A wise man indeed, said Cobham, to put me such a question; and"1 yet he himself does not know where the thing is! But, tell me, I pray, what sort of worship do I owe to it?

One of the conclave answered; such worship as St Paul speaks of, when he says, " God forbid that I should glory save in the cross of our Lord Jesus Christ."

Right, replied Cobham, and stretched out his arms, That is the true and the very cross; far better than your cross of wood.

Sir, said the bishop of London, you know very well that Christ died upon a Material cross.

True, said Cobham; and I know also that our salvation did not come by that material cross; but by him who died thereupon. Further, I know well that St. Paul rejoiced in no other cross, but in Christ's passion and death Only, and in his own sufferings and persecutions, for the same truth which Christ had died for before.*

Mr. Fox's account of these transactions, collected from ancient manuscripts, does not, in general, differ materially from the archbishop's own registers of the proceedings of the convocation. But there are some circumstances noted by Mr. Fox, which we may well suppose to have been designedly omitted in the registers last mentioned. For example, Mr. Fox informs us that the court were so amazed at the spirit and resolution of the lord Cobham, as well as at the quickness and pertinence of his answers, that they were reduced to a stand, " their wits and sophistry so failed them that day."

From Arundel's own reports it is sufficiently clear, that it was the custom of that artful primate to make, on these occasions, a great external show of lenity and kindness to the prisoners, at the very moment in which

* Fox, p. 642. Convoc. pradat. Wilkins, p. 356.

said, " Though ye condemn my body which is but a wretched thing, yet I am well assured ye can do* no harm to my soul, any more than could Satan to the soul of Job. He, that created it, will of his infinite mercy save it. Of this I have no manner of doubt. And in regard to the articles of my belief, I will stand to them, even to my very death, By The Grace Of The Eternal God." He then turned to the people, and stretching out his hands, cried with a very loud voice, " Good christian people! for God's love, be well aware of these men; else, they will beguile you, and lead you blindfold into hell with themselves." Having said these words, he fell down upon his knees, and lifting up his hands and eyes to heaven, he prayed for his enemies in the following words, " Lord God Eternal! I beseech thee of thy great mercy to forgive my persecutors, if it be thy blessed will!"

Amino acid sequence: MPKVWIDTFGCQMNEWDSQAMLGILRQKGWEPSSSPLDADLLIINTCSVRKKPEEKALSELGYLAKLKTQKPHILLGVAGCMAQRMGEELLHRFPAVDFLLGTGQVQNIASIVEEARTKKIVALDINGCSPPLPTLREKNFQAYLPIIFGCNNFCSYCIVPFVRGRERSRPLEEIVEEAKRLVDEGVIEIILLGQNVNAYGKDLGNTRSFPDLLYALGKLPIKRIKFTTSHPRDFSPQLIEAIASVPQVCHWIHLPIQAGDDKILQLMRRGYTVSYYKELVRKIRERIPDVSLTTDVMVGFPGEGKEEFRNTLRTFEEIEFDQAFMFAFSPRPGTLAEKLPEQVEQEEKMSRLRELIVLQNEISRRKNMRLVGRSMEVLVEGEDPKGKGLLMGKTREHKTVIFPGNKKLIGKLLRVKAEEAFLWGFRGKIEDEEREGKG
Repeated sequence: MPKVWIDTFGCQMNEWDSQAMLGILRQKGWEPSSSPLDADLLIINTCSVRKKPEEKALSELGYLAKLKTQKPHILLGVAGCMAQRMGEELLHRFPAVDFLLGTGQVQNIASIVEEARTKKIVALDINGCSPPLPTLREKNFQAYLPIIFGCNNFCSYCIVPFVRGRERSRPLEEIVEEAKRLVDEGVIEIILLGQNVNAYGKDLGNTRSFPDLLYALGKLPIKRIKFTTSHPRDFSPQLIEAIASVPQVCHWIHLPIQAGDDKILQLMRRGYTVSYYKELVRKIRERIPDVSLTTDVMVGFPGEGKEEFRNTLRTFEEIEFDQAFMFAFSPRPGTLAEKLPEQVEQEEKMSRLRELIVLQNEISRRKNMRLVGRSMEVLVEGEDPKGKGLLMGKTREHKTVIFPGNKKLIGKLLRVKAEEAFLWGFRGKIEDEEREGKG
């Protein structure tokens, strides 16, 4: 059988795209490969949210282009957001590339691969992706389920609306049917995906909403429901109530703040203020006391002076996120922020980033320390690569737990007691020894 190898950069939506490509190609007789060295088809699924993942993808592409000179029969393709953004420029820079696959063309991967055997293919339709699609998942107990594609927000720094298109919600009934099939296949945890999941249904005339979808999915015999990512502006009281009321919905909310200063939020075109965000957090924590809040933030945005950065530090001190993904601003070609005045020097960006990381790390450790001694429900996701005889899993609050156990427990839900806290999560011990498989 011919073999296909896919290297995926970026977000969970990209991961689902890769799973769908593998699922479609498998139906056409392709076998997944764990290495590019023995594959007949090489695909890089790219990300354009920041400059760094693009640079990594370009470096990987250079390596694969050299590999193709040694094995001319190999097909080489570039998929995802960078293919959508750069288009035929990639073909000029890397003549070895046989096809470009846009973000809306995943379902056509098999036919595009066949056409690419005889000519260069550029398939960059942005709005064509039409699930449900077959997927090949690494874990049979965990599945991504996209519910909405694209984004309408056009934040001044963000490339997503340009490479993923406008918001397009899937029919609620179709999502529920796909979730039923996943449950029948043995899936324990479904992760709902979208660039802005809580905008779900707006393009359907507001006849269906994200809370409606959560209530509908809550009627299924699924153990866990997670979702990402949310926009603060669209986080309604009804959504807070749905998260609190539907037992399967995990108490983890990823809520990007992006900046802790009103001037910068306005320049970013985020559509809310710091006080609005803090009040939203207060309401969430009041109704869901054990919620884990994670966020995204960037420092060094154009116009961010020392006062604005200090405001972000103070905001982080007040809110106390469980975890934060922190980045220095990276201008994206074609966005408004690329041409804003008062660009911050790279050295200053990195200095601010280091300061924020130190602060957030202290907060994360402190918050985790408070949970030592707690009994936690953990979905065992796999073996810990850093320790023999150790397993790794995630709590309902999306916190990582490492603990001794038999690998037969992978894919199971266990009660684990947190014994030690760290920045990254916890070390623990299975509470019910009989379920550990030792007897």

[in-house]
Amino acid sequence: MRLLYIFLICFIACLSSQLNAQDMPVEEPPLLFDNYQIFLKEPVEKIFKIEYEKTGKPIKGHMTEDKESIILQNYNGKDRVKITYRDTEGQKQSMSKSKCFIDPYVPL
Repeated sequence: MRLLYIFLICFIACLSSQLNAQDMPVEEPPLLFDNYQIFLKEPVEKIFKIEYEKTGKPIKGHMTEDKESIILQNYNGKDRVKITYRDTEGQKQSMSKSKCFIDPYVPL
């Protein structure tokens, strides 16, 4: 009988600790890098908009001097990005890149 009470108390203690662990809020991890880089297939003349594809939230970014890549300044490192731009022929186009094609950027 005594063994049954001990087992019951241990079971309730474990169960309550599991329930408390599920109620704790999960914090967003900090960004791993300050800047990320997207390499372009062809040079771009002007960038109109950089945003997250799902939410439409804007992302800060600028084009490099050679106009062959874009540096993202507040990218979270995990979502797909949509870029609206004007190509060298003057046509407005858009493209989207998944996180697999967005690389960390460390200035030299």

He was then sent back to the tower under the care of sir Robert Morley.

I was not surprised to find that, in Arundel's own report of this sad transaction, lord Cobham's prayer for his enemies is entirely omitted.* But the preceding address of this nobleman to the people, and his caution to them to beware of their blind guides, is, by the primate, placed immediately Before the passing of the definitive sentence of condemnation. Mr. Fox, in his account, places that address immediately After the sentence, and seems to have thought Arundel's representation of this circumstance incorrect, for he pointedly tells us that, respecting this very matter, his own two copies of these proceedings agreed with each other, f

Though the ecclesiastical judges of lord Cobham, by condemning him as a heretic, and delivering him to the secular power for the execution of their sentence, appear to have done their utmost to complete the destruction of the man whom they feared and hated, there is yet reason to believe that both the king and the archbishop remained in some perplexity respecting this business. In religious concerns, this able monarch seems to have entirely resigned his understanding to the direction of the clergy; and therefore we need not wonder that he was highly provoked with lord Cobham for his opposition to the church, and still more for his incurable obstinacy, in adhering to heretical sentiments, after that his sovereign had personally condescended to persuade him to recant. Yet, after all, it is not improbable that such a prince as Henry V. should still retain some esteem for the character of the prisoner in the tower, who on many occasions had formerly distinguished himself by his valour and military talents. Though the memory of Henry is by no means free from the imputation of cruelty, it must at least be admitted, that the present situation of Cobham was likely to soften animosity, and to revive in the king's mind any latent affection for his favourite. Even Walsingham, a bigoted papist, and bitter enemy of the lollards, though in many respects a very useful historian, says, that Cobham, " for his integrity, was dearly beloved by the king."*